Through 12 games this season, the Timberwolves were ranked dead last in the NBA in defensive rebounding percentage — a stat that tabulates the percentage of available defensive rebounds a team corrals.

The Wolves had grabbed just 66.4 percent — a little less than two of every three — after getting a not great but much better 72 percent last season.

Since poor rebounding has been a culprit in multiple losses already this season, the question today is this: Why has Minnesota struggled so much in that area?

First take: Michael Rand

Like many things wrong so far with this year’s Wolves, the answer is probably a complicated combination of effort — perhaps brought on by the strange dynamic created by Jimmy Butler’s continued presence after a trade request — personnel, league trends and sample size.

I’ll start with a big one, though: Their primary starting guards and small forward have been quite poor in this area. Jimmy Butler’s rebound percentage (9.4) and that of Andrew Wiggins (9.2) are unacceptably low, while their point guards are all under 7 percent. Nobody is expecting Russell Westbrook (23 percent!), but that’s a huge gap.

As teams shoot more three-pointers — Wolves opponents are averaging about three more attempts from long distance this year vs. last year — rebounds get longer and a full five-player effort becomes crucial.

 

Chris Hine: It’s mystifying why the Wolves aren’t better in this area. It’s not as if they’re playing small. Karl-Anthony Towns certainly has height, so does Taj Gibson, and Andrew Wiggins has athletic ability for days. I suppose you have to condition the guards to rebound on a more consistent basis.

Guards aren’t accustomed to boxing out the players they’re guarding on the perimeter. Also, there’s a tradeoff. If a guard stays in to box out, it might prevent the Wolves’ ability to get out in transition. Perhaps they have to worry less about transition and more about securing the rebounds in the first place.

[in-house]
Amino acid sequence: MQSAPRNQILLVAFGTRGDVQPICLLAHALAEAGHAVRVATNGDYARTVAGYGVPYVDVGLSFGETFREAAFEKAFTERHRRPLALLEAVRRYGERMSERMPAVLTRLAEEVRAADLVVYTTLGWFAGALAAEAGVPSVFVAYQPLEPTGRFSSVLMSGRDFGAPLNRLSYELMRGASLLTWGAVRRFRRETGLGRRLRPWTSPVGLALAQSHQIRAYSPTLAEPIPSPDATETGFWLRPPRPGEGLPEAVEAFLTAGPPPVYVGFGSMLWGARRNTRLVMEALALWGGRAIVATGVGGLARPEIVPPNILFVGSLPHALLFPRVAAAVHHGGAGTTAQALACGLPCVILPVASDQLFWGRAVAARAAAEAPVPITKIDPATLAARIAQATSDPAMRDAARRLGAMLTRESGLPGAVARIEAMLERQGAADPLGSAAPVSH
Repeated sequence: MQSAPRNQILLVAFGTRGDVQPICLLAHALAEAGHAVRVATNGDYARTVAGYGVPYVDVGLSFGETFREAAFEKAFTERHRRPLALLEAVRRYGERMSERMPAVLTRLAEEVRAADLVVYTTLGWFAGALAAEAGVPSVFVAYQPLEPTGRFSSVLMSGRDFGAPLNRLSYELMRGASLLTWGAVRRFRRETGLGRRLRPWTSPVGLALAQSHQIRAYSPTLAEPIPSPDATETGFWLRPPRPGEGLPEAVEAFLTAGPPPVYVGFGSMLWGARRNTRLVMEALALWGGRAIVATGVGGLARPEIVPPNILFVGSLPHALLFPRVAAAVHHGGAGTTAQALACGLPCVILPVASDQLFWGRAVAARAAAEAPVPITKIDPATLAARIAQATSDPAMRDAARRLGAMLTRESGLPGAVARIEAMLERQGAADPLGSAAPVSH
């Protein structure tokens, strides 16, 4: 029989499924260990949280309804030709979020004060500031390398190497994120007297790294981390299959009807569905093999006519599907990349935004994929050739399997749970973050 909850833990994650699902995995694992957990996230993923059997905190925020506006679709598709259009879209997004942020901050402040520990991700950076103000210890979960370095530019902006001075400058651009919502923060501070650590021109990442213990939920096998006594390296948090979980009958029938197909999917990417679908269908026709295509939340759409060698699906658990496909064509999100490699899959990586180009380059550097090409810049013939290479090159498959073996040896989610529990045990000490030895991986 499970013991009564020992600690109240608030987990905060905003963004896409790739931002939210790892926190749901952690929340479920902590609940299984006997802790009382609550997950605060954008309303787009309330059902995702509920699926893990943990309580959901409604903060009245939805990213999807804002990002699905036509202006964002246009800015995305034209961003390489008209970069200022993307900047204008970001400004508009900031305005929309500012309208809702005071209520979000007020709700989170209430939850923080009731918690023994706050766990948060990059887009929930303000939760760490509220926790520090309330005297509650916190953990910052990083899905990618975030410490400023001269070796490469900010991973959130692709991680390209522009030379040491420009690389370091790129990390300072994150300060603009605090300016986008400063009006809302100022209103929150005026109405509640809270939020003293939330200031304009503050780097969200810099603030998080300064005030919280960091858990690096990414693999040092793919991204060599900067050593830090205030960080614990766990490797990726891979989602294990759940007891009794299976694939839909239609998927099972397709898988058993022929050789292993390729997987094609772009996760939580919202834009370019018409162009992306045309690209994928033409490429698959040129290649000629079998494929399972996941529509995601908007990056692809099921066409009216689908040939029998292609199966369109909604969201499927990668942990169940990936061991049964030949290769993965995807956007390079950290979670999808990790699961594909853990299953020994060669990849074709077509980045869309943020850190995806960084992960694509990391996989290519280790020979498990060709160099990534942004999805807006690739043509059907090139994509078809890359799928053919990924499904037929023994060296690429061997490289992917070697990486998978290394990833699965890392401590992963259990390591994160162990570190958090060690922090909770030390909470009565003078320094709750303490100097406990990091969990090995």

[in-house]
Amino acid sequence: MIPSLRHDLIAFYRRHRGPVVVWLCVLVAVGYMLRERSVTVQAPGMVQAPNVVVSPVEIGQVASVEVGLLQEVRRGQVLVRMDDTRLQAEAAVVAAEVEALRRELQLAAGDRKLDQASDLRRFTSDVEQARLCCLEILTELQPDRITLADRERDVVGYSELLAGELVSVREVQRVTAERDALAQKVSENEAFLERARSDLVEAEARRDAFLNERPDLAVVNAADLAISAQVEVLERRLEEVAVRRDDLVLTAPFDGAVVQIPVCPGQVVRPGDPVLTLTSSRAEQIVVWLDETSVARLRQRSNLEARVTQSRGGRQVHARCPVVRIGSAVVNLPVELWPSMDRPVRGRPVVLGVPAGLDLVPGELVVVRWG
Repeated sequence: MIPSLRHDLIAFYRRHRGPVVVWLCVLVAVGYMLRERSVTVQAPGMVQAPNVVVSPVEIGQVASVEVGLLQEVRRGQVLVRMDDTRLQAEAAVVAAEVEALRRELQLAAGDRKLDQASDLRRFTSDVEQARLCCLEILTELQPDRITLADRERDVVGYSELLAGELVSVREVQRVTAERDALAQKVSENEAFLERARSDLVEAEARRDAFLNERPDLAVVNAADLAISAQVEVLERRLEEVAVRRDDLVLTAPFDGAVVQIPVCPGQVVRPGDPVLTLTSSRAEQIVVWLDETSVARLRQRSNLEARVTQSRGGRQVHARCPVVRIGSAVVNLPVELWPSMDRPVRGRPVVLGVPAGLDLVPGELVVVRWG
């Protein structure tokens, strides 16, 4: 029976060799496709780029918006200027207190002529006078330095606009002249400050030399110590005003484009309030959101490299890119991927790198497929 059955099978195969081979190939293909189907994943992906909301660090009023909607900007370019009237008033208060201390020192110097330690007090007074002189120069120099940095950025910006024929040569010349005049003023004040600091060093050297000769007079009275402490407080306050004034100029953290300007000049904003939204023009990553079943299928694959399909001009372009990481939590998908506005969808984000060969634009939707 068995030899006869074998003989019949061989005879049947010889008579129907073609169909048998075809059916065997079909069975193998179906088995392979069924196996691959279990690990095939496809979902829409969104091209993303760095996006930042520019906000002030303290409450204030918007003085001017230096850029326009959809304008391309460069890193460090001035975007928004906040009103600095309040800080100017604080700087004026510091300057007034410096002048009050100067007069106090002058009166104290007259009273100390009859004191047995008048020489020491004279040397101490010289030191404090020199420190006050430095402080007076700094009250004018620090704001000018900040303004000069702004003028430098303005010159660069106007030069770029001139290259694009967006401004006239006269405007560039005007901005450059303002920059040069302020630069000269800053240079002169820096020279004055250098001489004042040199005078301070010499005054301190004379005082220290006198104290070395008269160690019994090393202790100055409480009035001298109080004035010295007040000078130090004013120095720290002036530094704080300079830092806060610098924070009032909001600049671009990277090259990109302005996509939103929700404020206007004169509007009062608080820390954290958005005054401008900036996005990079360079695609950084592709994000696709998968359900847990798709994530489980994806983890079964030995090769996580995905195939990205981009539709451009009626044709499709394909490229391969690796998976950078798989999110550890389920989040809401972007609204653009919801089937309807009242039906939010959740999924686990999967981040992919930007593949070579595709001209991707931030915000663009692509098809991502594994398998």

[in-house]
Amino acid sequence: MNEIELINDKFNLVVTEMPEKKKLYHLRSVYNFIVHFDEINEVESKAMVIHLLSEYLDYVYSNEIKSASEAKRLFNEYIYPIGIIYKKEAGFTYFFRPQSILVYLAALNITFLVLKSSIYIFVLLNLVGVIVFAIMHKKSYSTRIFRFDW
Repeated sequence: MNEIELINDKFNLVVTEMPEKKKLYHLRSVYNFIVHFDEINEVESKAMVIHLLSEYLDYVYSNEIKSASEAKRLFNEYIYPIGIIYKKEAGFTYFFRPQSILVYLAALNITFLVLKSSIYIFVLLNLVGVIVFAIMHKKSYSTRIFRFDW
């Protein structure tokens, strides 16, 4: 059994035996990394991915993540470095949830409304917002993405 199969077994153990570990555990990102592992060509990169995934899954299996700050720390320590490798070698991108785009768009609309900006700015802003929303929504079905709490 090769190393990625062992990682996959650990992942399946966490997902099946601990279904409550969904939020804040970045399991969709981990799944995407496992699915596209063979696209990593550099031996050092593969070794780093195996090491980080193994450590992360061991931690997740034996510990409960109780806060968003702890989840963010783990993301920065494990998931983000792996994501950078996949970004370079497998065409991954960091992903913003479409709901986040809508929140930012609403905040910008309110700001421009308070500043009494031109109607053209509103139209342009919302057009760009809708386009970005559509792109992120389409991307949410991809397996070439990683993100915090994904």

Rand: Some lopsided totals have skewed the stats, but it’s hard not to think effort has something to do with it. After all, there wasn’t that much roster turnover from last year to this year before Saturday’s Butler trade.

If we look just at rebound differential, the Wolves were a little on the plus side a year ago, grabbing 0.2 boards more than opponents (No. 17 in the league). This year they’re minus-7.9 (No. 29 in the league). Maybe playing a tough early schedule has something to do with it, but that doesn’t explain all of it.

Hine: Rebounding is mostly effort, so ultimately the Wolves have nobody but themselves to blame for this. You can make excuses about long rebounds and the schedule or whatever else, but rebounding will always be about effort.

The defender is almost always between his man and the basket. Box him out and even if it’s a long rebound, you have a good shot of bringing it down.

 

Rand: Speaking of boxing out, the Wolves were dead last in that stat a year ago before it mysteriously disappeared from the NBA.com advanced stats page. I’d love to know where they rank now.

 

Hine: That would be 27th at 25.2 per game! Nice job setting me up.

 

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